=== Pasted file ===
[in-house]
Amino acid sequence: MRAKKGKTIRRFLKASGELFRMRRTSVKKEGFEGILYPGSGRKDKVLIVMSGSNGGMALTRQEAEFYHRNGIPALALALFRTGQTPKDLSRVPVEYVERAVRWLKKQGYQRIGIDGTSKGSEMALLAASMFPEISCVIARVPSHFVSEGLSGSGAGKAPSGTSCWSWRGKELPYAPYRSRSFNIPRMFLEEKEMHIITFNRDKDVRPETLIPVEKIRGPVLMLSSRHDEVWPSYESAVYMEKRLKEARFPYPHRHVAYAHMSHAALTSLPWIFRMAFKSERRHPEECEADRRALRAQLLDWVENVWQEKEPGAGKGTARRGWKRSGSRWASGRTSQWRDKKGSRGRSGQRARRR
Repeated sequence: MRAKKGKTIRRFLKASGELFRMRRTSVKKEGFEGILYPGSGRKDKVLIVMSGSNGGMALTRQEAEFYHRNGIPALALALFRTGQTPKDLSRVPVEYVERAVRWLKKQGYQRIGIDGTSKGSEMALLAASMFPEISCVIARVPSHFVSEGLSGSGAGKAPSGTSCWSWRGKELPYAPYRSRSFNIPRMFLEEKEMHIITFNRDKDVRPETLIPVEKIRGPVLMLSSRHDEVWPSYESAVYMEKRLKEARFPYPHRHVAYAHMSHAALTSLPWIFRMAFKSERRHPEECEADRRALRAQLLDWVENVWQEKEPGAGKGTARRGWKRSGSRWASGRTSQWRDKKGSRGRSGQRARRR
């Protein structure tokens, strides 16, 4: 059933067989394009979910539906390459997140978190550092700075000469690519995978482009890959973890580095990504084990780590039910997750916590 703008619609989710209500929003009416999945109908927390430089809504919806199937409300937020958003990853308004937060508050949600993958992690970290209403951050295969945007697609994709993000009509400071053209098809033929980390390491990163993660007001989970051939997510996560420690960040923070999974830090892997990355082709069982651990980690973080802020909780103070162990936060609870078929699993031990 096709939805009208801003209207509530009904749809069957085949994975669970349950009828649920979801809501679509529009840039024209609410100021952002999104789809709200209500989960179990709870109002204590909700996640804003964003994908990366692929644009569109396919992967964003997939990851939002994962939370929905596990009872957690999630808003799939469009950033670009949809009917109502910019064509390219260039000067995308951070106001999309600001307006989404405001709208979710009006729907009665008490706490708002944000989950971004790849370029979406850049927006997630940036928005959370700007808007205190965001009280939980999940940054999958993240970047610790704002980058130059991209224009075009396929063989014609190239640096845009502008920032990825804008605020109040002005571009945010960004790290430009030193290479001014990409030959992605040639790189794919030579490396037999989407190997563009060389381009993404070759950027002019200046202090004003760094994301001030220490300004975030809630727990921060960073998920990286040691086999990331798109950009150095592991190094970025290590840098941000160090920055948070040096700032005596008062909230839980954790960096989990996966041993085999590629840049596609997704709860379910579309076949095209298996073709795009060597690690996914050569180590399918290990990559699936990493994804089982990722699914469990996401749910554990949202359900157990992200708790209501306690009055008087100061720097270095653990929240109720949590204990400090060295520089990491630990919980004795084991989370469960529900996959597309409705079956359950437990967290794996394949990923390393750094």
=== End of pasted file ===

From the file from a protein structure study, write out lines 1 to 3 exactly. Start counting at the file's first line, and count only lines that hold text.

[in-house]
Amino acid sequence: MRAKKGKTIRRFLKASGELFRMRRTSVKKEGFEGILYPGSGRKDKVLIVMSGSNGGMALTRQEAEFYHRNGIPALALALFRTGQTPKDLSRVPVEYVERAVRWLKKQGYQRIGIDGTSKGSEMALLAASMFPEISCVIARVPSHFVSEGLSGSGAGKAPSGTSCWSWRGKELPYAPYRSRSFNIPRMFLEEKEMHIITFNRDKDVRPETLIPVEKIRGPVLMLSSRHDEVWPSYESAVYMEKRLKEARFPYPHRHVAYAHMSHAALTSLPWIFRMAFKSERRHPEECEADRRALRAQLLDWVENVWQEKEPGAGKGTARRGWKRSGSRWASGRTSQWRDKKGSRGRSGQRARRR
Repeated sequence: MRAKKGKTIRRFLKASGELFRMRRTSVKKEGFEGILYPGSGRKDKVLIVMSGSNGGMALTRQEAEFYHRNGIPALALALFRTGQTPKDLSRVPVEYVERAVRWLKKQGYQRIGIDGTSKGSEMALLAASMFPEISCVIARVPSHFVSEGLSGSGAGKAPSGTSCWSWRGKELPYAPYRSRSFNIPRMFLEEKEMHIITFNRDKDVRPETLIPVEKIRGPVLMLSSRHDEVWPSYESAVYMEKRLKEARFPYPHRHVAYAHMSHAALTSLPWIFRMAFKSERRHPEECEADRRALRAQLLDWVENVWQEKEPGAGKGTARRGWKRSGSRWASGRTSQWRDKKGSRGRSGQRARRR